DHL Supply Chain will be starting a pilot program using warehouse robots from Locus Robotics in late July, at Memphis facility servicing a medical device customer, with plans to expand into ecommerce fulfillment shortly thereafter should the test prove a success.
Adrian Kumar, vice president of solutions for DHL Supply Chain, said the company decided to pilot the robots at a facility that fit the profile for testing out the technology.
“The robots will navigate pick paths, replace carts,” Kumar said. “They won’t have to follow a picker around. They’ll act as extensions of our WMS and follow its commands from location to location. The pickers will see orders on an iPad screen on the robot, displaying the items and quantity they want the operator to pick into tote attached to robot.”
Kumar said one big advantage of using Locus will be saving steps for pickers who can stay in one zone, reducing travel time and thus increasing productivity. The robot moves to them, and they pick an order when they it see with its lights flashing.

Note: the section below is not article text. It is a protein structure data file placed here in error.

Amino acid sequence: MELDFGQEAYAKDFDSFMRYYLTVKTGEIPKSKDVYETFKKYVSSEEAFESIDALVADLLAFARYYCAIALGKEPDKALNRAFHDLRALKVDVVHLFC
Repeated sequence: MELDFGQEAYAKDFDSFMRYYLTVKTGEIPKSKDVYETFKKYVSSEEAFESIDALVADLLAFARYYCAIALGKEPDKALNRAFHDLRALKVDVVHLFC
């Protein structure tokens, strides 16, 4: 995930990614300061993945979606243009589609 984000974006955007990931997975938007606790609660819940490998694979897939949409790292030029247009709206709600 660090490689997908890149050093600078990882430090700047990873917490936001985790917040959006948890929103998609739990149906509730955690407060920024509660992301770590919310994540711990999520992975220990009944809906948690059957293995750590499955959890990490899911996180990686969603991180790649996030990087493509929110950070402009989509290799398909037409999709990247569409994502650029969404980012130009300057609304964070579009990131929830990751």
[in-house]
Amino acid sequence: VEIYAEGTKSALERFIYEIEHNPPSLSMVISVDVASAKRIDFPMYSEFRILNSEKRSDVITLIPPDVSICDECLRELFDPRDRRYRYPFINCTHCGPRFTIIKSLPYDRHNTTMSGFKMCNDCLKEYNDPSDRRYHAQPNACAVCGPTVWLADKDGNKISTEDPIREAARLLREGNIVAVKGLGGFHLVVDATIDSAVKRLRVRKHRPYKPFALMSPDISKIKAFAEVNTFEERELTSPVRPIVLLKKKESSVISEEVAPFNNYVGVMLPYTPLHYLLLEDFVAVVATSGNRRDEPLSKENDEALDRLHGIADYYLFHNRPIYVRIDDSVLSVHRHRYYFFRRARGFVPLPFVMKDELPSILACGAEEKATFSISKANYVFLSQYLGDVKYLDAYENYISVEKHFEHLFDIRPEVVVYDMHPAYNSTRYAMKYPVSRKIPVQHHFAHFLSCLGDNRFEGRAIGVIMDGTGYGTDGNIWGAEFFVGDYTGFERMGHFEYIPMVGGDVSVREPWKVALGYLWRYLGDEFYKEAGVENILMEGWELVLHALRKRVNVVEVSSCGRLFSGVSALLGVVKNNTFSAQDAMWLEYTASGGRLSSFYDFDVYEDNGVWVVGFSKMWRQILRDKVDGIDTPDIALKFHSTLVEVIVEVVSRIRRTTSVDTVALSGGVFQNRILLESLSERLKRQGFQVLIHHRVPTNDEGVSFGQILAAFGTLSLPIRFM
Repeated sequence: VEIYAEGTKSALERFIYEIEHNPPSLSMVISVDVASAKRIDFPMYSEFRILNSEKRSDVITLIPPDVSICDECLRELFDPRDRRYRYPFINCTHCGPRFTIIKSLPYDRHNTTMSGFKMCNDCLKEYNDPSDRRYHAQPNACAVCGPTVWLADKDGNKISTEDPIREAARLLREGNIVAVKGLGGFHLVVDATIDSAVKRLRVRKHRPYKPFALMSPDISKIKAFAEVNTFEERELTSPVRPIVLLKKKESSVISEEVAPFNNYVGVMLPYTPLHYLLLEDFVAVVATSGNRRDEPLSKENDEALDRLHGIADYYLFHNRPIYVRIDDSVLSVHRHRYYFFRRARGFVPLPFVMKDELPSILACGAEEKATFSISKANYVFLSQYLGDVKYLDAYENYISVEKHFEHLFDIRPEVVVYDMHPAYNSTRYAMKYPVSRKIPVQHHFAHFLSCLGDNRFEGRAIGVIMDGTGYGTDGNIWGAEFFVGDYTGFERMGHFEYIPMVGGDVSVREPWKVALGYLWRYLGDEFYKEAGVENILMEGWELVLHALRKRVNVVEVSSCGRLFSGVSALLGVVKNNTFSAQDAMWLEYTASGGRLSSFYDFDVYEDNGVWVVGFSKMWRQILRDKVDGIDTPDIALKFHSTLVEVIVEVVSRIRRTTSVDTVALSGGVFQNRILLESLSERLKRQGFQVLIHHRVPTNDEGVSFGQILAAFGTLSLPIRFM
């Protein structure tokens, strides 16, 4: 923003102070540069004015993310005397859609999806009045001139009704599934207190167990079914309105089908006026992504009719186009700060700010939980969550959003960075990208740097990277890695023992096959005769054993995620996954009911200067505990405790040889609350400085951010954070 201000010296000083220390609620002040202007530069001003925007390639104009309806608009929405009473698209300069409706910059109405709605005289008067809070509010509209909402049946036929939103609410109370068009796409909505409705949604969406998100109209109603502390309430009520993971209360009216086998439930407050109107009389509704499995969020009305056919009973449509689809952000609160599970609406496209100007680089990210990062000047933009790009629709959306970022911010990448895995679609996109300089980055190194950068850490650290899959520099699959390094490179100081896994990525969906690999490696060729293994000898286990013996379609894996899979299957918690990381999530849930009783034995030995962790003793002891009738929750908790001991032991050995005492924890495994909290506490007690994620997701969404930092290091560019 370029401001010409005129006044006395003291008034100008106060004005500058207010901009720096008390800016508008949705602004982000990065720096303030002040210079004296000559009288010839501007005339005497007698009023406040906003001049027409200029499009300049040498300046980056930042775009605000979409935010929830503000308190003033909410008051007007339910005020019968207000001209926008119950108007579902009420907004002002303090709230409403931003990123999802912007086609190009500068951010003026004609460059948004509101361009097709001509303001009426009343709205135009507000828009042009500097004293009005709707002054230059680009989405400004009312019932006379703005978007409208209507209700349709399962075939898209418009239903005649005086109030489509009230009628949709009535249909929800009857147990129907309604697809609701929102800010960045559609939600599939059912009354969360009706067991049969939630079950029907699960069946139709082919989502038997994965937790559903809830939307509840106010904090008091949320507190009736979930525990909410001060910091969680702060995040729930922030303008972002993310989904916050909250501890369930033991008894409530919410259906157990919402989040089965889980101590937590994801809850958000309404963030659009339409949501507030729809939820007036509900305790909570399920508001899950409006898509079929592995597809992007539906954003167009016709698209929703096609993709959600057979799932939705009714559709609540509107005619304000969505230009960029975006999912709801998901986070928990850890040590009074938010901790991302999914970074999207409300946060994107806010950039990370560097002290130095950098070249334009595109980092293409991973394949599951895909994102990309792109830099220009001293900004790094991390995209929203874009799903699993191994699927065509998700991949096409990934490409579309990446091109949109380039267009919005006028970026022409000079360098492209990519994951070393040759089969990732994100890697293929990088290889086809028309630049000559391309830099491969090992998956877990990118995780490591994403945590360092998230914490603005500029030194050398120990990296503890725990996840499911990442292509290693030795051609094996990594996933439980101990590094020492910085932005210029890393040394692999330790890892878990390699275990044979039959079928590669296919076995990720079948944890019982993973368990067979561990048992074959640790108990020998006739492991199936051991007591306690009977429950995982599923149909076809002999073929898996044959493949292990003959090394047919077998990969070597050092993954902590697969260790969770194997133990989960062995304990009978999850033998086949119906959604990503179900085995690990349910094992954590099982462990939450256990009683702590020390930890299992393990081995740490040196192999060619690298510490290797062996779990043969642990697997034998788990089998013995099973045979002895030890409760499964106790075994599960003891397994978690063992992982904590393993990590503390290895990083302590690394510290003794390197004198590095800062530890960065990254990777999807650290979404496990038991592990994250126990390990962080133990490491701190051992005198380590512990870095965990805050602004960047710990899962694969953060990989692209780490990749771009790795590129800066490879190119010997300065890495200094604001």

“If we’re happy with the productivity gains we’ll start utilizing in other proposals for potential new business opportunities that are more in the retail and e-fulfillment sector,” Kumar said.
Kumar said he liked the fact that Locus was not a “black box” solution but works within DHL’s existing infrastructure, and that the entry point was less than other automation systems. “Traditional automation solutions have their own control system and logic, including how it sequences picks,” he said. “Because this is an extension of the WMS it’s more like a moving RF gun that brings goods to person. We also expect savings on the integration costs.”
He said he doesn’t see Locus replacing warehouse workers, but rather augmenting them, as well as filling in gaps when they can’t find enough hires.
“It’s hard to get people in very labor-intensive operations,” Kumar said. “The labor requirements are increasing as we handle more omnichannel orders. So it becomes more challenging to find enough people to do the work. Locus will help us make that aspect of our operations more productive, not necessarily replacing people.”